European accounts by trappers, traders and missionaries give important evidence of early contact culture. In addition and anthropological research, as well as linguistics, have helped scholars piece together an understanding of ancient cultures and historic peoples. Although not without conflict, Euro-Canadians' early interactions with First Nations, Métis, Inuit populations were less combative compared to the violent battles between colonists and native peoples in the United States. Collectively, First Nations, Métis peoples constitute Indigenous peoples in Canada, Indigenous peoples of the Americas, or first peoples. First Nation as a term became used beginning in 1980s to replace the term Indian band in referring to groups of Indians with common government and language; the term had come into common usage in the 1970s to avoid using the word Indian, which some Canadians considered offensive. No legal definition of the term exists; some indigenous peoples in Canada have adopted the term First Nation to replace the word band in the formal name of their community.
A band is a "body of Indians for whose use and benefit in common lands... have been set apart... moneys are held... or declared... to be a band for the purposes of" the Indian Act by the Canadian Crown. The term Indian is a misnomer given to indigenous peoples of North America by European explorers who erroneously thought they had landed on the Indian subcontinent; the use of the term Native Americans, which the US government and others have adopted, is not common in Canada. It refers more to the Indigenous peoples residing within the boundaries of the United States; the parallel term Native Canadian is not used, but Native and autochtone are. Under the Royal Proclamation of 1763 known as the "Indian Magna Carta," the Crown referred to indigenous peoples in British territory as tribes or nations; the term First Nations is capitalized. Bands and nations may have different meanings. Within Canada, First Nations has come into general use for indigenous peoples other than Inuit and Métis. Individuals using the term outside Canada include U.
S. tribes within the Pacific Northwest, as well as supporters of the Cascadian independence movement. The singular used on culturally politicized reserves, is the term First Nations person. A more recent trend is for members of various nations to refer to themselves by their tribal or national identity only, e.g. "I'm Haida". For pre-history, see: Paleo-Indians and Archaic periods First Nations by linguistic-cultural area: List of First Nations peoplesFirst Nations peoples had settled and established trade routes across what is now Canada by 1,000 BC to 500 BC. Communities developed, each with its own culture and character. In the northwest were the Athapaskan-speaking peoples, Slavey, Tłı̨chǫ, Tutchone-speaking peoples, Tlingit. Along the Pacific coast were the Haida, Kwakiutl, Nuu-chah-nulth, Nisga'a and Gitxsan. In the plains were the Blackfoot, Kainai and Northern Peigan. In the northern woodlands were the Chipewyan. Around the Great Lakes were the Anishinaabe, Algonquin and Wyandot. Along the Atlantic coast were the Beothuk, Innu and Micmac.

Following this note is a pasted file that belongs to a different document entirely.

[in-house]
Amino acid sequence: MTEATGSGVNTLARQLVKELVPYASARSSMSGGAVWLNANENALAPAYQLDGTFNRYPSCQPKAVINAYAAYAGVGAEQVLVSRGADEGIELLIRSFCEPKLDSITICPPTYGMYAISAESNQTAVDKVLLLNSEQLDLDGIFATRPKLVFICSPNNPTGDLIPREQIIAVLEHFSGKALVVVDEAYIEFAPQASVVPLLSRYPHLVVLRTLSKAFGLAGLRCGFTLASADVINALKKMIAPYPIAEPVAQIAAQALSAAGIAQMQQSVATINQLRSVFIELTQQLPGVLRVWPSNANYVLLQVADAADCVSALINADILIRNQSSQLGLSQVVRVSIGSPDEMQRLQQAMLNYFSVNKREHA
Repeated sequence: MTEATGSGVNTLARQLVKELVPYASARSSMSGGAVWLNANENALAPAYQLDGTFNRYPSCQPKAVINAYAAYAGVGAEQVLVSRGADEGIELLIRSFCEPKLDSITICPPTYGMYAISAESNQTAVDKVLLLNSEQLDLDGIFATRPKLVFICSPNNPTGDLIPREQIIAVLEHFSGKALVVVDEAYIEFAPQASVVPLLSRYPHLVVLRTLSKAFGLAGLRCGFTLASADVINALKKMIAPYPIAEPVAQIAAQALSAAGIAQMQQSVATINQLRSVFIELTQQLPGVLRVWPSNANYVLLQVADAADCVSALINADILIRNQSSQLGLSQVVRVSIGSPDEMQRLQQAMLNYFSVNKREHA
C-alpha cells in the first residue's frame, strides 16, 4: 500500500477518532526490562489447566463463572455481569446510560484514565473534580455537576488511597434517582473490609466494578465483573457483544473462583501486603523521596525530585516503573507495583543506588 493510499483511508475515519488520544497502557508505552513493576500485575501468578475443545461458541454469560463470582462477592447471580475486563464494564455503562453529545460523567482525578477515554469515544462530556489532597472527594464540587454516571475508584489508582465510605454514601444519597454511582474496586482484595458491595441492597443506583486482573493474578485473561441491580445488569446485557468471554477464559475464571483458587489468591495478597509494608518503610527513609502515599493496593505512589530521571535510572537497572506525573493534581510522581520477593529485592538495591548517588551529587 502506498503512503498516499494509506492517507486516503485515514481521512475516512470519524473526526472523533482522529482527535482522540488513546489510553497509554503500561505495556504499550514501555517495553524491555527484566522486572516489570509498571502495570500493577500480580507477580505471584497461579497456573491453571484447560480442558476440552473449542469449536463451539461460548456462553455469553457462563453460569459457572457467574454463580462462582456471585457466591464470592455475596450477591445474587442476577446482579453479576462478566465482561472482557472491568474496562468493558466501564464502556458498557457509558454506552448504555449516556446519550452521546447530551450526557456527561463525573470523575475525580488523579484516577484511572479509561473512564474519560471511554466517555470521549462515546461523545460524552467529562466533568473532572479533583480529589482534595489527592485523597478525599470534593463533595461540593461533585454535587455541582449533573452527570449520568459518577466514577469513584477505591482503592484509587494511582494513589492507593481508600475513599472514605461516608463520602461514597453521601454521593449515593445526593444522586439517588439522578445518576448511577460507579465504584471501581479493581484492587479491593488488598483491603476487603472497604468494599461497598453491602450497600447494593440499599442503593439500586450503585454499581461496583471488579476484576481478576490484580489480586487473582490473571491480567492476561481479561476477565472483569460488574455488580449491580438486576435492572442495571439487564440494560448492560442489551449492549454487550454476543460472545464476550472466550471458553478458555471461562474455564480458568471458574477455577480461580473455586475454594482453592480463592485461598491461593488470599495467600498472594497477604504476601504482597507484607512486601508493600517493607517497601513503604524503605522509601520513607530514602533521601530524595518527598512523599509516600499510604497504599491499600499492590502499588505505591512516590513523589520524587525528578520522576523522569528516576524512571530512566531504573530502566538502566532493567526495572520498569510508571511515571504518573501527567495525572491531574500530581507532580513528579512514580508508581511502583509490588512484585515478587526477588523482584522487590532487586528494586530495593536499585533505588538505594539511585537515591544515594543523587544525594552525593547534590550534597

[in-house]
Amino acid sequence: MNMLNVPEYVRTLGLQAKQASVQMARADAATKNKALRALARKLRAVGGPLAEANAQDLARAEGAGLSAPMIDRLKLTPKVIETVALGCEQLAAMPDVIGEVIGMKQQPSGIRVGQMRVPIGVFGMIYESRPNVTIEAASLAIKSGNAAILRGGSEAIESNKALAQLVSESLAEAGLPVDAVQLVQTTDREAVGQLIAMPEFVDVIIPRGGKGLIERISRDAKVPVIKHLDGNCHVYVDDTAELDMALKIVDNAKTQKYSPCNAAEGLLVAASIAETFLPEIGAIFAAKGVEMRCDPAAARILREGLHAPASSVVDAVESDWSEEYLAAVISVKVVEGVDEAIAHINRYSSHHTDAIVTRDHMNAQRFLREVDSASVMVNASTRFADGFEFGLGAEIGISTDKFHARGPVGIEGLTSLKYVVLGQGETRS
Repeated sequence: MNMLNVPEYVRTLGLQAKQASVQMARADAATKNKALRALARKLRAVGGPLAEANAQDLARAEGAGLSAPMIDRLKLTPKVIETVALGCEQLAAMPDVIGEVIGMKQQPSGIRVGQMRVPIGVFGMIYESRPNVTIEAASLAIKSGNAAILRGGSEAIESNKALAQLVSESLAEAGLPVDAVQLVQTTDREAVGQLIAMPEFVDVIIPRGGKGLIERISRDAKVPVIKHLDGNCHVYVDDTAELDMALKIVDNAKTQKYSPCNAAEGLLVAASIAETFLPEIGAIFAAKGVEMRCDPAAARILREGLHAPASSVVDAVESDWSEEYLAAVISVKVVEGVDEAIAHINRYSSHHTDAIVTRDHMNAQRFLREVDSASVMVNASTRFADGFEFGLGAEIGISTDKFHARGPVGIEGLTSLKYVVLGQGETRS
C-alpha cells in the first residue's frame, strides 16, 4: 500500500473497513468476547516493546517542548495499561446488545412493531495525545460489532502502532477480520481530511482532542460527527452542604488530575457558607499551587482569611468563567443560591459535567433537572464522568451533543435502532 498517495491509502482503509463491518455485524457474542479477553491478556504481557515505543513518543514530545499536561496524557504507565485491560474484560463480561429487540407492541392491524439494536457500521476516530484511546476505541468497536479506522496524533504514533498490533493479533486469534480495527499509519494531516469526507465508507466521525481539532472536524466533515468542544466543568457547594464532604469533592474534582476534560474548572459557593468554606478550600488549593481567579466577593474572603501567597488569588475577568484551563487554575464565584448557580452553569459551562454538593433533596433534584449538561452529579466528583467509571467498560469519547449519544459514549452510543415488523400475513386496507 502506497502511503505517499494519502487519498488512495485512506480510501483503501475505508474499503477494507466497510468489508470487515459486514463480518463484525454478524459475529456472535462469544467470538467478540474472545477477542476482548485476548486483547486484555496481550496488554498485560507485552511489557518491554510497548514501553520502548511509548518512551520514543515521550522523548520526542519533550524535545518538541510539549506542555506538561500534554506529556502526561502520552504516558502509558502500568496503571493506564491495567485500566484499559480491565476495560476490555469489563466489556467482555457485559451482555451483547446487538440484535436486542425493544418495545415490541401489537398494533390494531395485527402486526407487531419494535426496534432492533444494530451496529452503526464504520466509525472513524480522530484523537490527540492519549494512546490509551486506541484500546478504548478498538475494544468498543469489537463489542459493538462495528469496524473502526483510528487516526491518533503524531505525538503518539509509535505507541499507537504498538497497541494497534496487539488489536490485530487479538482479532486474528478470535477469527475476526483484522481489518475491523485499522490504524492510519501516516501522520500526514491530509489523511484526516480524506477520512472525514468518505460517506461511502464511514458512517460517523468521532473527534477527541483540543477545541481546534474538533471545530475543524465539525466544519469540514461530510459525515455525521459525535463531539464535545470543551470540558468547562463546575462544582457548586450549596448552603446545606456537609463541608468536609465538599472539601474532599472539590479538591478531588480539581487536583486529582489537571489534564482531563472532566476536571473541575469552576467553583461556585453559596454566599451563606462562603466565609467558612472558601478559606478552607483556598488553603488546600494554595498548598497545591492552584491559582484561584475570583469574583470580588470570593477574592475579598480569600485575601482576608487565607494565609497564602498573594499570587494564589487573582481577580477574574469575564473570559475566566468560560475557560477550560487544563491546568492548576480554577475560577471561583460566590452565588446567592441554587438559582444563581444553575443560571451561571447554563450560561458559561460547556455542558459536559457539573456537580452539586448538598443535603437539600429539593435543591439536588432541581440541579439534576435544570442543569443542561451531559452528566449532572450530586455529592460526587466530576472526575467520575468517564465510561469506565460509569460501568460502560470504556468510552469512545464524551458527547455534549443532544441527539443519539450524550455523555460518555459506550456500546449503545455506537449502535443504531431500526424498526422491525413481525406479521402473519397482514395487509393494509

The Blackfoot Confederacies reside in the Great Plains of Montana and Canadian provinces of Alberta, British Columbia and Saskatchewan. The name "Blackfoot" came from the colour of the peoples' leather footwear, known as moccasins, they had painted the bottoms of their moccasins black. One account claimed that the Blackfoot Confederacies walked through the ashes of prairie fires, which in turn coloured the bottoms of their moccasins black, they had migrated onto the Great Plains from the Plateau area. The Blackfoot may have lived in their homeland since the end of the Pleistocene 11,000 years ago.. For thousands of years, they managed the prairie to support bison herds and cultivated berries and edible roots, they allowed only legitimate traders into their territory, making treaties only when the bison herds were exterminated in the 1870s. The Squamish history is a series of past events, both passed on through oral tradition and recent history, of the Squamish indigenous peoples of the Pacific Northwest Coast.